Third party hedge fund administration (tax administration, fund accounting, and other back-office activities) is already a well-established business, according to a recent PricewaterhouseCoopers report third-party HFA already covers 80% of all hedge fund AUM, leaving little room for organic growth. Now that rich valuations are slowing M&A activity in the HFA space, finding ways to keep growing will only become more difficult, but PwC has a few recommendations on where the HFA can look for new opportunities.
New regulations, cost pressure creates opportunities
Even though external HFA is a mature business, cost pressure on hedge funds continues to grow and it gets harder to justify the old 2/20 fee structure that used to be almost unquestioned. As fees continue dropping, hedge funds will have to find new ways to reduce their own costs and will have to give hedge fund administration another look. If we’re heading toward another market downturn, falling returns could ratchet up the pressure even further as institutional investors try to meet their own targets.
Continued from part one... Q1 hedge fund letters, conference, scoops etc Abrams and his team want to understand the fundamental economics of every opportunity because, "It is easy to tell what has been, and it is easy to tell what is today, but the biggest deal for the investor is to . . . SORRY! Read More
But with so many hedge funds already using external hedge fund administration, creating new products could be a more fruitful path to growth than offering the same products to new prospective clients who have already taken a pass on them. According to PwC, there is still plenty of demand for HFA firms that can provide regulatory reporting services including AIFMD, Solvency II, and Form PF.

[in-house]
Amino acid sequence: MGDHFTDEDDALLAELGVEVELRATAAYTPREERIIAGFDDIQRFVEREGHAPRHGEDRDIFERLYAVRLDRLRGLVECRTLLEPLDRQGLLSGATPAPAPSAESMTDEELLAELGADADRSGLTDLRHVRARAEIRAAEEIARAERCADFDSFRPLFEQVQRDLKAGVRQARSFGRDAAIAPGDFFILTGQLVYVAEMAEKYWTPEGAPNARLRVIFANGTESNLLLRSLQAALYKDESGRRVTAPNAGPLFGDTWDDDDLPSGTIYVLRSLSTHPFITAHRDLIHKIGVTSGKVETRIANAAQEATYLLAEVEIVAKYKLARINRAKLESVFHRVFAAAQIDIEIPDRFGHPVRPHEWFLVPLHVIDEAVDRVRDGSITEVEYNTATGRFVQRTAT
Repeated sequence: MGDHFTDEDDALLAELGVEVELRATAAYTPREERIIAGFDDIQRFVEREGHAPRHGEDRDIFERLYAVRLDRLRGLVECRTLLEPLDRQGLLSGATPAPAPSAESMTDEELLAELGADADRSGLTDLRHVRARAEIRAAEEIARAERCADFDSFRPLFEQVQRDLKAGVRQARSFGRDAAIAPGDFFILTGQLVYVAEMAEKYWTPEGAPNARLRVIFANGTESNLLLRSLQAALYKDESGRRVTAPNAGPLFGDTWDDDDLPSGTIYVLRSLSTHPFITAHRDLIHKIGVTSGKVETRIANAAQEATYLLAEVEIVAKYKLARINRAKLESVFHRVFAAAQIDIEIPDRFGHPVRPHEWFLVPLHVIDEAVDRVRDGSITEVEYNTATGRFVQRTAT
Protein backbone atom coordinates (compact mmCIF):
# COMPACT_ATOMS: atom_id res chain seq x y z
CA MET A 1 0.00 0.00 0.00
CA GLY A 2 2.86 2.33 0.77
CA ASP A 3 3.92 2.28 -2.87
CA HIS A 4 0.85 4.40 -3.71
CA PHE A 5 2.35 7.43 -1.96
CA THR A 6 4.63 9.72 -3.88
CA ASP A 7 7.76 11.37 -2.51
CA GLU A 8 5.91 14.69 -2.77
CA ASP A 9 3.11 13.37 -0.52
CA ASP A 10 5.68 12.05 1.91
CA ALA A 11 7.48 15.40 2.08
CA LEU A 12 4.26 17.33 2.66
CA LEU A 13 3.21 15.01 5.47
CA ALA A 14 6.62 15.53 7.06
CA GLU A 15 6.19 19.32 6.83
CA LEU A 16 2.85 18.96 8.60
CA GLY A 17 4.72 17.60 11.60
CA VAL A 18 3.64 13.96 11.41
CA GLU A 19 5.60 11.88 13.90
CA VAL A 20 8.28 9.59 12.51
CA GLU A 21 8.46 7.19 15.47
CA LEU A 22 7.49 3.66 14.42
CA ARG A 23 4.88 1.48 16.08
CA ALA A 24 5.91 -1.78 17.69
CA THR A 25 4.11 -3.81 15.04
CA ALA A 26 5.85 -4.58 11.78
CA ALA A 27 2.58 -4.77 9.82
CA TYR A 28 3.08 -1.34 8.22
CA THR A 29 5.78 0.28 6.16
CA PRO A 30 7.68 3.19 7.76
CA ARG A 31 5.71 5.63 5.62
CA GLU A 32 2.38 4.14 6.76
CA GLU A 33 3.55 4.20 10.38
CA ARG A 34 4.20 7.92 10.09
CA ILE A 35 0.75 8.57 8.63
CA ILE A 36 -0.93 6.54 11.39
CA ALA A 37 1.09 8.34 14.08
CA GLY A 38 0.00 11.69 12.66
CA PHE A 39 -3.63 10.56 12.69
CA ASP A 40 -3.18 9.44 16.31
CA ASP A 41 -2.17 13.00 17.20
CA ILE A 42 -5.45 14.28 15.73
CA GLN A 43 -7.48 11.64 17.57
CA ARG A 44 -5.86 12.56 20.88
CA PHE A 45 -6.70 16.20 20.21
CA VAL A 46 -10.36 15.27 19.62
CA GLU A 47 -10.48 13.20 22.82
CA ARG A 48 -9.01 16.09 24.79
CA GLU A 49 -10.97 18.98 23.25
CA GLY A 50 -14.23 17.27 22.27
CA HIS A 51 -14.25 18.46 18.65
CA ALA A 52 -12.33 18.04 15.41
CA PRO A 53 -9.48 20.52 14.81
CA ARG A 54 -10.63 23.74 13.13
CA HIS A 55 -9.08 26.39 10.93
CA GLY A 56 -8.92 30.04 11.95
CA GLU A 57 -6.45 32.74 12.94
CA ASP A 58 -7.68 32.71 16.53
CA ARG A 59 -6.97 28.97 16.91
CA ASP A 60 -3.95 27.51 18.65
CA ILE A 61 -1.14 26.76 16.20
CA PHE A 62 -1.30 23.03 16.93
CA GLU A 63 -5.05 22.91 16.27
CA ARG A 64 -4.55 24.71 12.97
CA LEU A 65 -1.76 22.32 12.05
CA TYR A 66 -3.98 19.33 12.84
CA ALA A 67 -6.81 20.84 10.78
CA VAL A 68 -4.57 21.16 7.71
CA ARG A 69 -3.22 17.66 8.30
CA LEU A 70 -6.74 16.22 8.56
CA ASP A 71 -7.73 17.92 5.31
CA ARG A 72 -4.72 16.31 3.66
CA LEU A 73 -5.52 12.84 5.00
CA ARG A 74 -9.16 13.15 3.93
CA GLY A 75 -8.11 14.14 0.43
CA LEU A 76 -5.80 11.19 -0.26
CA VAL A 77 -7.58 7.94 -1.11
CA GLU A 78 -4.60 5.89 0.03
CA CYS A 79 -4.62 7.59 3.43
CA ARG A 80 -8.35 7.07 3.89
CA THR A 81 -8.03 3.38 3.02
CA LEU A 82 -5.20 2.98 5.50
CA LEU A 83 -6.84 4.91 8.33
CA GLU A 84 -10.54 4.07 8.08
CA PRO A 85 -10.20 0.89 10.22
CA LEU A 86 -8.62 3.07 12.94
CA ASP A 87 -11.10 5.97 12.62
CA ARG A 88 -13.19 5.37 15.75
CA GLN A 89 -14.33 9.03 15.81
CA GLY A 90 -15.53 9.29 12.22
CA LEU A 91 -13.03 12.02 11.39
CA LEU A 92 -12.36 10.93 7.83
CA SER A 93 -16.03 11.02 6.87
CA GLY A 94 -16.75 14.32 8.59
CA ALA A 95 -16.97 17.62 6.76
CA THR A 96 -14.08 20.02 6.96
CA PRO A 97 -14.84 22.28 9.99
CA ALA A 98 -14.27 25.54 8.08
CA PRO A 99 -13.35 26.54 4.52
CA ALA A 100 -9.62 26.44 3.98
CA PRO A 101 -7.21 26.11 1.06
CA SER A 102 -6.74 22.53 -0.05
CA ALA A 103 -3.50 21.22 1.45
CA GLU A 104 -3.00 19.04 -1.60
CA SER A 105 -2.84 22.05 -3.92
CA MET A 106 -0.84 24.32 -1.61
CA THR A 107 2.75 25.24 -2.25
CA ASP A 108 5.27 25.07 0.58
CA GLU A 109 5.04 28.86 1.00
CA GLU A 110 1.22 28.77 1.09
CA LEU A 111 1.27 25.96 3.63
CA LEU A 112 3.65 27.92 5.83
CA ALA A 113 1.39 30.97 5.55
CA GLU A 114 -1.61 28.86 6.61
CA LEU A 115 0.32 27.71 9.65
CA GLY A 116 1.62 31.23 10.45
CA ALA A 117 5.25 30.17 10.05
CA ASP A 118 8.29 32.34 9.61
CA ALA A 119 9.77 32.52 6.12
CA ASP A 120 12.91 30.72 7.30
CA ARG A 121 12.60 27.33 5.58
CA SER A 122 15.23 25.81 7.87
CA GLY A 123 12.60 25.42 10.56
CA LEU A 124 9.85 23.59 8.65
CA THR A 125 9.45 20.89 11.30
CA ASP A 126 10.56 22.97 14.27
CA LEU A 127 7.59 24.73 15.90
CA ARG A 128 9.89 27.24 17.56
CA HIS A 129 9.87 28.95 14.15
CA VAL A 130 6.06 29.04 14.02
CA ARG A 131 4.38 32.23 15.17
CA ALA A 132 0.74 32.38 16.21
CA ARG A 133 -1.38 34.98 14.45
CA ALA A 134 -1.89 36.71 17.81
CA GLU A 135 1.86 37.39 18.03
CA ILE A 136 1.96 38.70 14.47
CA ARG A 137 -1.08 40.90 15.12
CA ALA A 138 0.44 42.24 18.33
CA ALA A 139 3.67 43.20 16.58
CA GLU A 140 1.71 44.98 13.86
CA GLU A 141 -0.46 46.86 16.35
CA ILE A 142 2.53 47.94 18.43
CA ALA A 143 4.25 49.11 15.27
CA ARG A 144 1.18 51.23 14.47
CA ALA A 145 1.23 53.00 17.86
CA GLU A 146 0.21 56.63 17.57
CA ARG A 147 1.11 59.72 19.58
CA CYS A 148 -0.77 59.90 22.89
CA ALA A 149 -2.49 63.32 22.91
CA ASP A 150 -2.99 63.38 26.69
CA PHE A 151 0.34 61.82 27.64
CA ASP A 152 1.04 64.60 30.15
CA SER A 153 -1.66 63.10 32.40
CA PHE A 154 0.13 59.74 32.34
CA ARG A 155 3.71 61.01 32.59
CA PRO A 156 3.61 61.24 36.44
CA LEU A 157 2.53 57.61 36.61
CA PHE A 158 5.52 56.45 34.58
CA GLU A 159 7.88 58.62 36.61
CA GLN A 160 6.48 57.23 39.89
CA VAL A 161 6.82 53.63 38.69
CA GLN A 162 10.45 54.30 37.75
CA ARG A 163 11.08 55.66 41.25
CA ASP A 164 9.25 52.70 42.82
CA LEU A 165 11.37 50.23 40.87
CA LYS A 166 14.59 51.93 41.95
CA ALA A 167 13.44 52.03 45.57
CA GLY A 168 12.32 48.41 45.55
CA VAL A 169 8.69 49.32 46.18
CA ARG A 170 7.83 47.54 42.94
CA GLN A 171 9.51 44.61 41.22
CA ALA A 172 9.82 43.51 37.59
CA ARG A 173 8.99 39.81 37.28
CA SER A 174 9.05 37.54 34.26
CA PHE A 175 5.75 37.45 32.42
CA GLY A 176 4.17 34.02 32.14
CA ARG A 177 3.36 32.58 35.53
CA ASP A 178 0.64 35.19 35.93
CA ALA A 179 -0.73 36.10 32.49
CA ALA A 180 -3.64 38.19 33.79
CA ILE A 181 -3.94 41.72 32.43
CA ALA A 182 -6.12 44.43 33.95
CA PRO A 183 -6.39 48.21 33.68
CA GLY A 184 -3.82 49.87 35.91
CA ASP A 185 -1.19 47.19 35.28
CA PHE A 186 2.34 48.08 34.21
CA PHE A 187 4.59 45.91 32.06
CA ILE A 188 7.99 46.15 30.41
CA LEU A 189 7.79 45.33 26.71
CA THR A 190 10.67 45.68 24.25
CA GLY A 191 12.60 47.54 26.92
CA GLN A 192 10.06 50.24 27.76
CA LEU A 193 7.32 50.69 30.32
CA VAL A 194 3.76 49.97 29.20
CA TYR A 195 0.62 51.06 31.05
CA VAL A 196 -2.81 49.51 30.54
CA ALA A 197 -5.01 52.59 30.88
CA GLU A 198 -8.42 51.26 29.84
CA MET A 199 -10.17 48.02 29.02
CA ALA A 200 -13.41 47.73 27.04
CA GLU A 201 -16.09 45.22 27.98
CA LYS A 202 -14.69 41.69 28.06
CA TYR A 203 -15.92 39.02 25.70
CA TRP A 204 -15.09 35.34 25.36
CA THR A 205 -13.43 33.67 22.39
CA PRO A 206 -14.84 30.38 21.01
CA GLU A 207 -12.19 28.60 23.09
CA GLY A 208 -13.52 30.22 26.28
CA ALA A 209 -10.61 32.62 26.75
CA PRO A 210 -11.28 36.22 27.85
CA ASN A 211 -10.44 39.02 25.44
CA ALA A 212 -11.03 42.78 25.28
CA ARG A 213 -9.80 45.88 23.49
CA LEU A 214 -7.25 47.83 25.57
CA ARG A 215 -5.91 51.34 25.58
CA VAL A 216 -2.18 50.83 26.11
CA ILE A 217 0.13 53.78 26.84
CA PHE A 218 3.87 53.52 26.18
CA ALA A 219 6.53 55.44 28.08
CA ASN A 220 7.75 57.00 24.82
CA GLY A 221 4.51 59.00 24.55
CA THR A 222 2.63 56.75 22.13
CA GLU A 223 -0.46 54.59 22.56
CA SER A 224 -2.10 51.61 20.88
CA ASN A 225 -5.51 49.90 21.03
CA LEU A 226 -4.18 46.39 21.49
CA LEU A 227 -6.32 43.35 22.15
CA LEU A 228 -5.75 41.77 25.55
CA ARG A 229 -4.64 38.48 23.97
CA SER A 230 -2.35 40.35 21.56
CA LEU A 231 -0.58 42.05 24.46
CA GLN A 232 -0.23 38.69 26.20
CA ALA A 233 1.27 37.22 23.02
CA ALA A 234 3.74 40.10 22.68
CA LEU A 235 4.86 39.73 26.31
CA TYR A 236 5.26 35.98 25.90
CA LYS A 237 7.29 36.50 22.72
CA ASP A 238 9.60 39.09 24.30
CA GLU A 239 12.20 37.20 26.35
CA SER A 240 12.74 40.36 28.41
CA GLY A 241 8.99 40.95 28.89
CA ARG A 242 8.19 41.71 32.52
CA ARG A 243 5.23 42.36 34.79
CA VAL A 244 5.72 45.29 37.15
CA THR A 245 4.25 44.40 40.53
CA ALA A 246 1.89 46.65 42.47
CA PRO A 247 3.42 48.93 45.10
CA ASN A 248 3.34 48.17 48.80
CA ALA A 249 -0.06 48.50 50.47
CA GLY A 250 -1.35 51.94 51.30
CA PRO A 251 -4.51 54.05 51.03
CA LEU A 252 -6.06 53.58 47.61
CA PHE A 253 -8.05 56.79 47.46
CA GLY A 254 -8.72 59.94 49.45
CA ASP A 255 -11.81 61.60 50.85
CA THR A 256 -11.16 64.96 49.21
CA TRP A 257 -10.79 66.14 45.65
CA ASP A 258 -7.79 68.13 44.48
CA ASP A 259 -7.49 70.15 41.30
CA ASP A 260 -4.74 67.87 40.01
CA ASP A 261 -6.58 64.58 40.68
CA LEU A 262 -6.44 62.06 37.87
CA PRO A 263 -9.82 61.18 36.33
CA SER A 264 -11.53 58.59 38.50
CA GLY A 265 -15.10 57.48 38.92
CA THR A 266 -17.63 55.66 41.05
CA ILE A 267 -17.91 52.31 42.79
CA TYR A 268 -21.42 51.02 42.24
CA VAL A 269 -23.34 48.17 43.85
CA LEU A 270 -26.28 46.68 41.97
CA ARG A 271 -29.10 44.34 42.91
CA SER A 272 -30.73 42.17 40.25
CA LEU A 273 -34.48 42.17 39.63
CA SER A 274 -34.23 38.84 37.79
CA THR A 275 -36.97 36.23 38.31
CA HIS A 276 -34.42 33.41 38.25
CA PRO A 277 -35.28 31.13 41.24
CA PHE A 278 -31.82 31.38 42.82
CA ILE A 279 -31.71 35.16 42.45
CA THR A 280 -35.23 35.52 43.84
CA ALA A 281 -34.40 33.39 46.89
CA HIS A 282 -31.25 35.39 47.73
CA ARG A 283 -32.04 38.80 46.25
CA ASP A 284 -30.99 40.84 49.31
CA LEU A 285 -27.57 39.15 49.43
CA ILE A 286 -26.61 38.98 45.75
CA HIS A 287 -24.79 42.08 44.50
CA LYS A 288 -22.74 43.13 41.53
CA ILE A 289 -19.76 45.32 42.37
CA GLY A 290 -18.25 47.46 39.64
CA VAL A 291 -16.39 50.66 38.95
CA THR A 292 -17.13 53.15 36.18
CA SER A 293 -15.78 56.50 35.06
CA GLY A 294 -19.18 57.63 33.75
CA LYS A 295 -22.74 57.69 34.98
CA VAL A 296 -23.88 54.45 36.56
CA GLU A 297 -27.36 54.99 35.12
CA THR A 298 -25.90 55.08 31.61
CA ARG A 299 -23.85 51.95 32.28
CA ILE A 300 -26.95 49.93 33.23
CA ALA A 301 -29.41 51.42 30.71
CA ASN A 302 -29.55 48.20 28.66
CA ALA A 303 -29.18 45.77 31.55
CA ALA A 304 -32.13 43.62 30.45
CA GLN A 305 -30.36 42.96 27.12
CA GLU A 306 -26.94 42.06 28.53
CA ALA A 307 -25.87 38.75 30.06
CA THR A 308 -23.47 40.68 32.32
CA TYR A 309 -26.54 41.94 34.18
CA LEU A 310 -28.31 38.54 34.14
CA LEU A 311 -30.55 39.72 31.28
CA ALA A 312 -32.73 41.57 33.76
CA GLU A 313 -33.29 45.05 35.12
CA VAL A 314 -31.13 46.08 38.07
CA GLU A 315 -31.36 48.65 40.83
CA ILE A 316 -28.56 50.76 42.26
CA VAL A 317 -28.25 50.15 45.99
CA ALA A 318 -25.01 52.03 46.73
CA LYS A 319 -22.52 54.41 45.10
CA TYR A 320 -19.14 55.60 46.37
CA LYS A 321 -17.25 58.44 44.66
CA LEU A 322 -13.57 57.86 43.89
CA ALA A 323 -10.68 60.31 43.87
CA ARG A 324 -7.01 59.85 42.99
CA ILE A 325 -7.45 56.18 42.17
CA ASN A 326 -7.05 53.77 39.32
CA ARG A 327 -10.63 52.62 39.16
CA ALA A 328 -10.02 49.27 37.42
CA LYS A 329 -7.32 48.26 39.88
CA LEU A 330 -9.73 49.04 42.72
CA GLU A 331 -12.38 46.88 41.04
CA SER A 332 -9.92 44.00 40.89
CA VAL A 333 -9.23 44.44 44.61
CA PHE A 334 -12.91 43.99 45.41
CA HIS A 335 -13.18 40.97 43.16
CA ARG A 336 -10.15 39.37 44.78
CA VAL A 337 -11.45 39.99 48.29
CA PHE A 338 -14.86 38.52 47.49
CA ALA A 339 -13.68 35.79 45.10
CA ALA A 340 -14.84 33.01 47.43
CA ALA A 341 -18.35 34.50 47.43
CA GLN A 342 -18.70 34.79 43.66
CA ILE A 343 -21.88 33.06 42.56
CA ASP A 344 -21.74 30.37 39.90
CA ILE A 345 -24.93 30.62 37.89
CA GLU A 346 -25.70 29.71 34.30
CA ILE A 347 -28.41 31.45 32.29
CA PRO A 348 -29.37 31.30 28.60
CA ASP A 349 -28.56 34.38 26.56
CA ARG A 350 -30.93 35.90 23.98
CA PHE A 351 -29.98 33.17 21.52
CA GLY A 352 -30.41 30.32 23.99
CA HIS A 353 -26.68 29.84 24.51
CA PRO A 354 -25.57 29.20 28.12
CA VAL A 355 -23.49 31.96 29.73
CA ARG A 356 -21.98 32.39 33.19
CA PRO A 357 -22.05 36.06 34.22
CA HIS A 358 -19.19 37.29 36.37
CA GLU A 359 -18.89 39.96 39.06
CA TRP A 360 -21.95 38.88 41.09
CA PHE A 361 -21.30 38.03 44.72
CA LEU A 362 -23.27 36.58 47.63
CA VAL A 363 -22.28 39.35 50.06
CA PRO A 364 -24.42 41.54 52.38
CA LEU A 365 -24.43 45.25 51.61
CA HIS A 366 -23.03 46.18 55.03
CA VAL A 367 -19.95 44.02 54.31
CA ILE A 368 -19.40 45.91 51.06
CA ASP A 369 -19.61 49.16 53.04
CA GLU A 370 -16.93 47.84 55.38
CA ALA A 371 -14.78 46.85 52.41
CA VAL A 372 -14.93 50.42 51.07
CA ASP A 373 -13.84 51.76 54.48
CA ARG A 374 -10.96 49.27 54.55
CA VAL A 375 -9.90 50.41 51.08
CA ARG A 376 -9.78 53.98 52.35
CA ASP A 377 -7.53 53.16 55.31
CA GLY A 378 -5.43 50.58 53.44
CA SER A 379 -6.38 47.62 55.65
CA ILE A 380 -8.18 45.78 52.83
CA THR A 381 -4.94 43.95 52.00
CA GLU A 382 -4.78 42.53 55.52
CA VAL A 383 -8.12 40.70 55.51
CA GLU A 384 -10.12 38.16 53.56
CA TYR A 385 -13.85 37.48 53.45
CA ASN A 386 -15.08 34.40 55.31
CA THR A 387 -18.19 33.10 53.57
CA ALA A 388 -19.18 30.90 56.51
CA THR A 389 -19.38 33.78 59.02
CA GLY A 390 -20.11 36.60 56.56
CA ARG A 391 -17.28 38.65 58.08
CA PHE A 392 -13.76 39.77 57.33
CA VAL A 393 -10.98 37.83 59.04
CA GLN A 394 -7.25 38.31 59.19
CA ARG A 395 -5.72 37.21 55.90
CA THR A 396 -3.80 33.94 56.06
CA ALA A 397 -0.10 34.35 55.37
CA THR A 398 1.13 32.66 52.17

Looking beyond the hedge fund industry
But hedge fund administration companies can also look for growth by moving into other parts of the investment world where outsourcing hasn’t completely taken hold. The PwC report estimates that third-party administration only covers about 30% of private equity AUM, and that if the coverage were to increase to 50% by 2018 it could generate as much as $880 million in incremental revenue for the sector.
Similarly, PwC says that the growth of so-called liquid alternatives, expected to cross $900 billion in assets by 2017, could translate into more than $800 million in additional revenue by that point if the hedge fund administration industry is able to capture a decent share of the growing market.
“As these trends take hold, administrators will invariably follow different paths toward growth,” says the PwC report. “However, it’s important for well-capitalized administrators to remember that their financial capital will enable the pursuit of growth, but it will not guarantee the creation of value.”
See the full report here – pwc-hedge-fund-administration-4-trends-for-profitable-growth-pwc (1)